Feta Cheese & Spearmint in Holy Water(melon): Each year Rev Nat’s make a fresh watermelon juice cider. For a special Randall night, the cider is infused with feta cheese and spearmint, in an ode to the classic summer melon salad.
and “Gazpacho”: tomato juice, onion juice, spices in the previously mentioned Tepache
Open your mind (and your mouth) a little bit and you can find some mindblowing creations and the occasional traditional artisinal Gravenstein or Kingston Black hard cider in bottles. Definitely check out the tasting room, located centrally near the Rose Quarter and Lloyd Center Mall. 1813 NE 2nd Ave, Portland, OR 97212 (503) 567-2221
Bull Run Cider Taproom (Forest Grove, OR)
Bull Run Cider is another one of Oregon’s great cideries, sourcing fruit from its own orchards around the Willamette Valley, growing over 60 different types of apples. Bull Run uses traditional English and French cider apples, but also some dual purpose American apples and has its own pear orchards as well. Located less than 40 minutes outside of Portland, the artisan cidery is unique in that it owns both apple orchards and a nursery where owners Pete Mulligan, Shaun Shepherd, and cider maker Galen Williams can control the harvest and production methods and experiment with traditional cider apple stock. Bull Run makes mostly refreshing dry ciders with different flavors in blends of apples, single varietal Gravenstein, and Oregon fruit sourced ciders like Bramble Berry and Criikside Cranberry Perry. There is also a Pear Ice Wine. Bull Run finally opened a cider tap room in April of 2015, and though it’s only open weekends it has became a great gathering place to enjoy cider and live music including touring bands. 2225 Cedar St. Forest Grove, OR 97116 503-992-8001 http://www.bullruncider.com
Portland Cider House (Portland, OR)
Located on the busy and trendy SE Hawthorne Blvd., Portland Cider Co. is a true taphouse in that it makes no bones about being about anything else. The large number of taps rotate ciders mostly from the Pacific Northwest, including those of its owner, Jeff Parrish, who also founded Portland Cider Co. in Oregon City. The Cider House does not do bottles, beers, or a kids play area; even the food is just the minimum to allow all-ages during the day. It’s all about the cider flights here, so choose your own and enjoy it on one of the many group tables that Jeff Parrish built himself. The space is colorful and full of eclectic cider paraphernalia, visual art and cider signage. 3638 SE Hawthorne Blvd, Portland, OR 97214 (503) 206-6283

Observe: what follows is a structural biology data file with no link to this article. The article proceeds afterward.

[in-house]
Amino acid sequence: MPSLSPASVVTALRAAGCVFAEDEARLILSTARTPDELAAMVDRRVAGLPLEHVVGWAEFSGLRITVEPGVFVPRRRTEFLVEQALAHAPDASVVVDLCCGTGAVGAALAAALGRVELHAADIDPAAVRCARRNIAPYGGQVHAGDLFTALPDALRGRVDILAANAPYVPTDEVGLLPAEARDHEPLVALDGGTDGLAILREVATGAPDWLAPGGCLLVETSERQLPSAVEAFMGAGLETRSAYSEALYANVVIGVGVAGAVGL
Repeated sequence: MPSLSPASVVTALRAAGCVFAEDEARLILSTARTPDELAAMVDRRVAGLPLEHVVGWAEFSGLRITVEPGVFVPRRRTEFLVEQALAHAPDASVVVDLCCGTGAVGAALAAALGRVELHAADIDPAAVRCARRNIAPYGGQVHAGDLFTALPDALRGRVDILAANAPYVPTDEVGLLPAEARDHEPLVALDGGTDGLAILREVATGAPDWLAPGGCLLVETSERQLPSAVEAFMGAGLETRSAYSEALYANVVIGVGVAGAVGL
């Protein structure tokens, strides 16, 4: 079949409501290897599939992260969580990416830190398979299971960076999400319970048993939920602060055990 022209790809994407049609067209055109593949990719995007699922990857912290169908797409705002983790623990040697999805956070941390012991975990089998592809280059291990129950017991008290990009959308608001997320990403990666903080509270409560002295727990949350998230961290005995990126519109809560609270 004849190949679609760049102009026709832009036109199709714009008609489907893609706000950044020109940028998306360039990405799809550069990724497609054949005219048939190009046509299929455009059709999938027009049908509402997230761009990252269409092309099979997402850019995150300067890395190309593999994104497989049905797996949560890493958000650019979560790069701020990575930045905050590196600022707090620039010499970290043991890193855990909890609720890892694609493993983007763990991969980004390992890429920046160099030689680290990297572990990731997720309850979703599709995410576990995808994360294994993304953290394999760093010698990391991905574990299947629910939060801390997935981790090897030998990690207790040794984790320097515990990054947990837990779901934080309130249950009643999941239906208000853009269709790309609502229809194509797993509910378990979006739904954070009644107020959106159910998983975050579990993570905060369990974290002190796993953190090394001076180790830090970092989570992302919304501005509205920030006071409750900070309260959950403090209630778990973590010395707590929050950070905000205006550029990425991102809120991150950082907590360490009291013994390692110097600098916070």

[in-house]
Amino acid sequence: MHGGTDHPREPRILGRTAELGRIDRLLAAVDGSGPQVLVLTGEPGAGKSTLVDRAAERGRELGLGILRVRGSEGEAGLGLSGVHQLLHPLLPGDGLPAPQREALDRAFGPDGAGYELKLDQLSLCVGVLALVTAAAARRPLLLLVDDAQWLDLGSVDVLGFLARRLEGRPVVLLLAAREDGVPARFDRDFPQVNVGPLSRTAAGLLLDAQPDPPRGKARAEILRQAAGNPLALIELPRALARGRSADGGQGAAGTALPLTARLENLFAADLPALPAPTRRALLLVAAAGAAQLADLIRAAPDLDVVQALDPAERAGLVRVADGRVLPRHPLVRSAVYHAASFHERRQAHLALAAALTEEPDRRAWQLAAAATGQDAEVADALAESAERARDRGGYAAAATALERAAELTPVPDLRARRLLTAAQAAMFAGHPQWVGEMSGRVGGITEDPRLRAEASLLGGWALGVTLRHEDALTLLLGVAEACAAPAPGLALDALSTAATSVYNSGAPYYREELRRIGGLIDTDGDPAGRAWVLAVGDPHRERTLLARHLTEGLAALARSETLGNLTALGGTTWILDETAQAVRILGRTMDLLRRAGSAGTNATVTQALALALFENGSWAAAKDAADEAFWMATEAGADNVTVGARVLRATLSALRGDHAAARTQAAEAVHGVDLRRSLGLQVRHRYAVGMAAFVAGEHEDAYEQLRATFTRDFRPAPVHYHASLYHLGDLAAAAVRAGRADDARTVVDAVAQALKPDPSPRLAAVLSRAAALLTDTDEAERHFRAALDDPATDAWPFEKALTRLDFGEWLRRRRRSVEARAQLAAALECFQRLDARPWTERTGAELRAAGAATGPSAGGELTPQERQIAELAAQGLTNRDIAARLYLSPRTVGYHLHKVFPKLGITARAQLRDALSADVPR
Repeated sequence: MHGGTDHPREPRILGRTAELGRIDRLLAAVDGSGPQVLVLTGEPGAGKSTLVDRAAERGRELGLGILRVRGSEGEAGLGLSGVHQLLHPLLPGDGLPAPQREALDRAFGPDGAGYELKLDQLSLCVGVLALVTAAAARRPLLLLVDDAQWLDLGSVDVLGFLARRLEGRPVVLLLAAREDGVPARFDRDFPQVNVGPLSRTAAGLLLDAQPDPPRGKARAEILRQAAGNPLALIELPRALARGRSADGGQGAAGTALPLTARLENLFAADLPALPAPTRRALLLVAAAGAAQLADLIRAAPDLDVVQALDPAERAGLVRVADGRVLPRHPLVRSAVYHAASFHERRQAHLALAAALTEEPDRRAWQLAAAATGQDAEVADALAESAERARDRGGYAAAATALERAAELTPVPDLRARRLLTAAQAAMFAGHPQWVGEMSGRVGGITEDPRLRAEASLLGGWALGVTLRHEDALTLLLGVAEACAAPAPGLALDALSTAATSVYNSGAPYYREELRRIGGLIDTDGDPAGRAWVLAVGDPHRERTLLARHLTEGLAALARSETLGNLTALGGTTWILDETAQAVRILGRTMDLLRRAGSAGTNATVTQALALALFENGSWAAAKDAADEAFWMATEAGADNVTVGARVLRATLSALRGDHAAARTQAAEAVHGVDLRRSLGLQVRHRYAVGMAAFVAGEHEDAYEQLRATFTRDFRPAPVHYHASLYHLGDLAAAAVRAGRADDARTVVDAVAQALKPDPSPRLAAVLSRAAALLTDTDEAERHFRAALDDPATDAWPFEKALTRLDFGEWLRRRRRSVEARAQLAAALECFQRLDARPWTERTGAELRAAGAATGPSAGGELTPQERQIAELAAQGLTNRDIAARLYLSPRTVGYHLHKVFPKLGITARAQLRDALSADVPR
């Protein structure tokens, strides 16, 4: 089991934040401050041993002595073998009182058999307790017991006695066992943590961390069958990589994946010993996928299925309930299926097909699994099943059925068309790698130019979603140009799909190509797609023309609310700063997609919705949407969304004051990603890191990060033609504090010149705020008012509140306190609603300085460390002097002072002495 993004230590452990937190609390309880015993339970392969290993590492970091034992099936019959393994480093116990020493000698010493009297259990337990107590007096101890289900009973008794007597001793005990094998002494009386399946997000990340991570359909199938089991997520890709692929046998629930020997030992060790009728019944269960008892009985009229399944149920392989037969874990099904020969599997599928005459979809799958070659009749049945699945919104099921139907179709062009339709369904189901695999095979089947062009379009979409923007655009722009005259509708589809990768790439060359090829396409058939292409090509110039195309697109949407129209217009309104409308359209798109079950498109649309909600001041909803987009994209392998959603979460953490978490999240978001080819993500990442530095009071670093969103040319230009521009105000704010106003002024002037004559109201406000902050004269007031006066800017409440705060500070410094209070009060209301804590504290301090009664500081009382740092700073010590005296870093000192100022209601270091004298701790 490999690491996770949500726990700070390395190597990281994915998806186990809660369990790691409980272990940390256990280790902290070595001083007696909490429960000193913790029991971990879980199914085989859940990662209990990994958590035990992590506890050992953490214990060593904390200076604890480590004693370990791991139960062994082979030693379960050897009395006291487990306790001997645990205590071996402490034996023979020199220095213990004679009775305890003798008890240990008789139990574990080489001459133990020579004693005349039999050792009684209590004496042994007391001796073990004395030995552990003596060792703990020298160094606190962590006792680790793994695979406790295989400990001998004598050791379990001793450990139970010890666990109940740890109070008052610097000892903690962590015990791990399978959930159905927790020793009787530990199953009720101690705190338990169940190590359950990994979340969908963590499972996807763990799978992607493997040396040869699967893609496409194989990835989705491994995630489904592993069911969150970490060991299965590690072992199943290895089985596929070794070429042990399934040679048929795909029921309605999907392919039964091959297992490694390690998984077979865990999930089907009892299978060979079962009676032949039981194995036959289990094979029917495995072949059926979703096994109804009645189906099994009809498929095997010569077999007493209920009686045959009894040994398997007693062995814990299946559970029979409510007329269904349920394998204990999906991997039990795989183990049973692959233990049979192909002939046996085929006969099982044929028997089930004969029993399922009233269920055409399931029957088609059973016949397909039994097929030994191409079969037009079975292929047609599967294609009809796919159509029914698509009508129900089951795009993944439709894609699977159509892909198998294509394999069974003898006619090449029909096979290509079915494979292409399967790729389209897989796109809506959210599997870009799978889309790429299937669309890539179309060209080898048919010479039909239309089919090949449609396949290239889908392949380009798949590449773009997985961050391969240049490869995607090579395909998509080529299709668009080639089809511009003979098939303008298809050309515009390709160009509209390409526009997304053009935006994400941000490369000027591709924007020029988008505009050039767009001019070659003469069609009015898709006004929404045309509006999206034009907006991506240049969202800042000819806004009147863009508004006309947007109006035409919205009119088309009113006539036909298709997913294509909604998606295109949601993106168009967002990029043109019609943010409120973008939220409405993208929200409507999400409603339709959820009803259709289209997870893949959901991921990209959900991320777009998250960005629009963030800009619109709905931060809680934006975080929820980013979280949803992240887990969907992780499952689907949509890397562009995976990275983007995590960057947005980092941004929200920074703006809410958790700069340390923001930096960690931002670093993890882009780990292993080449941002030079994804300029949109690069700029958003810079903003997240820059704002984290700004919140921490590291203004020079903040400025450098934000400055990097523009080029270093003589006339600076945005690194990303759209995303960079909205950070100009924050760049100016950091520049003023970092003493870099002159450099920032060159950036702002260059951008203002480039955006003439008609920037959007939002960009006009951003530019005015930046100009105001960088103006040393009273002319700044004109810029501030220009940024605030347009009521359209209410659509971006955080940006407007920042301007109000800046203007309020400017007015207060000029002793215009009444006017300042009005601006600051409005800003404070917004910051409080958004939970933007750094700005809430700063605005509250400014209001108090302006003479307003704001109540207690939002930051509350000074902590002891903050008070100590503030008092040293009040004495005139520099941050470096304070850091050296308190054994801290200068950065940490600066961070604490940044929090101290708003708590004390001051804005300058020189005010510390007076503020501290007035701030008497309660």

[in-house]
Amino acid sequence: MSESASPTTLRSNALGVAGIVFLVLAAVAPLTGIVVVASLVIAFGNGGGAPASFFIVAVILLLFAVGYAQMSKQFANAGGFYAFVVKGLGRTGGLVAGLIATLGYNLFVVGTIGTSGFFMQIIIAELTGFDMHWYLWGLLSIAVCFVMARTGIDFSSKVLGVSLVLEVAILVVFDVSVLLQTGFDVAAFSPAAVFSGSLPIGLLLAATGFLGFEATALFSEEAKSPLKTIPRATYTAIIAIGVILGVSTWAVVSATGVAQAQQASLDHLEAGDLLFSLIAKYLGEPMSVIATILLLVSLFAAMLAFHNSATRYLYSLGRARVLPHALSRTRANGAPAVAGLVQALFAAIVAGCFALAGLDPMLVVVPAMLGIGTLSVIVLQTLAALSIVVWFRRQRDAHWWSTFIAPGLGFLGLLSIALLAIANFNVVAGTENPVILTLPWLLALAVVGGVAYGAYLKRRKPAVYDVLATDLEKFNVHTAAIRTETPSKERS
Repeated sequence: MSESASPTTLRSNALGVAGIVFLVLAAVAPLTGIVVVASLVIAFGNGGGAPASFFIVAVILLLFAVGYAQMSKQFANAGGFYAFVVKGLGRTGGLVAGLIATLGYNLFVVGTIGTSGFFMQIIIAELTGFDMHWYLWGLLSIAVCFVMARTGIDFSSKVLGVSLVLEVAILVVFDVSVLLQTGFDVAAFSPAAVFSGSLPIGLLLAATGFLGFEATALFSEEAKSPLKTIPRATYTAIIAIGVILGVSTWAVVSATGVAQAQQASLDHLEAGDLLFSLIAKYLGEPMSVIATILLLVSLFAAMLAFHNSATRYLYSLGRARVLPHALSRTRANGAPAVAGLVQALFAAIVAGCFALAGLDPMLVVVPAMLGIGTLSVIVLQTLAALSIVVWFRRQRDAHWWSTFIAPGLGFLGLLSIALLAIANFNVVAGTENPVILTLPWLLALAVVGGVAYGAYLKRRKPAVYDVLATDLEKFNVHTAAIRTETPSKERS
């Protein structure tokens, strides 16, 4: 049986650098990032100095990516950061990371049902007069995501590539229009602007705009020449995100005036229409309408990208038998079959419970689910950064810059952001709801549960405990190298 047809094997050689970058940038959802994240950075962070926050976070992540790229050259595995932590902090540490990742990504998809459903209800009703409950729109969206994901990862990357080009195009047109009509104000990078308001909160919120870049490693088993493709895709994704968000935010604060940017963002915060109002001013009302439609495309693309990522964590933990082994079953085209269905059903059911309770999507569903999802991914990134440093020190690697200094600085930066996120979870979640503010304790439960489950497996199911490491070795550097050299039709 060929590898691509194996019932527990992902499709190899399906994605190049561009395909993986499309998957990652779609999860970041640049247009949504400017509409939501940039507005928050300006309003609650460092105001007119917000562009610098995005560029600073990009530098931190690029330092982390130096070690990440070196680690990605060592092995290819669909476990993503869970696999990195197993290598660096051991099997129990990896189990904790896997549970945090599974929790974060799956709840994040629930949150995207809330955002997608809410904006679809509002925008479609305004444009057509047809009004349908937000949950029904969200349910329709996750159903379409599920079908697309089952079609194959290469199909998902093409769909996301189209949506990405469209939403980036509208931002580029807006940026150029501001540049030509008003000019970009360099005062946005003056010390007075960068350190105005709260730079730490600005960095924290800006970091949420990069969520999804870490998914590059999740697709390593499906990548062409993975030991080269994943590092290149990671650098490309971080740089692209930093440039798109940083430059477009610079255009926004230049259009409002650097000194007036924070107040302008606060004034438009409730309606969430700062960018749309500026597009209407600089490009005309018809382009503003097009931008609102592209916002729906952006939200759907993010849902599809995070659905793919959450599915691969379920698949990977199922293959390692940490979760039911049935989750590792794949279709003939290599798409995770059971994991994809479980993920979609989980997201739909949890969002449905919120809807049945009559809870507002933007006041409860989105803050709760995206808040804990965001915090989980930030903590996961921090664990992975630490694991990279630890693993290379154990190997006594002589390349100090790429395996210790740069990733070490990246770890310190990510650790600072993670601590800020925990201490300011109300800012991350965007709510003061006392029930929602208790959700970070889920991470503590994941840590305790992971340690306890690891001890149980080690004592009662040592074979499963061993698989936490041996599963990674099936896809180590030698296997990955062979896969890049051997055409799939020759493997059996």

Atlas Cider Tasting Room photo from Yelp
Atlas Cider Tasting Room (Bend, OR)
Though located in what many call Beertown USA, the Atlas Cider Co. has managed to dig in a strong foothold into Bend, a small city known for the wealth of outdoor activities and the jam packed amount of breweries for such a small place. Founder Dan McCoy is an outdoorsman, snowboarder, and skater who left his day job as a teacher to open Atlas Cider after discovering craft beer and then cider. Atlas Cider Co.’s brands keep it pretty simple and relatively low alcohol, from the Session Apple Cider at 5.8% and semi-sweet to fruited ciders like POM-Cherry (pomegranates and cherries) to Apricot and Blackberry Cider. The reason the cidery makes this list as a top cider destination is more for the tasting room than anything. It is one of the most built-out full experiences in Oregon, not just a shell to sample the ciders. At the Atlas Cider Co. Tasting Room in the Bend Old Mill Marketplace you can enjoy live music on Fridays, a game of pool with friends, arcade games, and even a beer. 550 SW Industrial Way Bend, Oregon http://www.atlascider.com
Blue Mountain Cider Patio
Blue Mountain Cider Tasting Room (Milton-Freewater, OR)
Blue Mountain Cider in Milton-Freewater is one of the state’s largest and most successful cideries, and that is largely because of the easy access to orchards and its own cider apples. Blue Mountain makes one dry, two semi-dry, and a number of fruited ciders in its regular lineup. Blue Mountain Cider was founded in 2003 by the family-run parent company, Earl E. Brown & Sons, also located in Milton-Freewater, a successful family-run cider grower and apple packaging plant that began in 1977. Blue Mountain opened its tasting room in 2007 and grew to produce cider for five other private labels in addition to the house brand. The Brown family also makes wine, and the tasting room is similar to the winery tasting rooms you will find in the valley. Every Thursday there are special ciders and $4 pints, and in the summer there is a beautiful patio with live music and food trucks. Watermill Building at 235 E Broadway in Milton-Freewater, Oregon 541-938-5575 http://www.drinkcider.com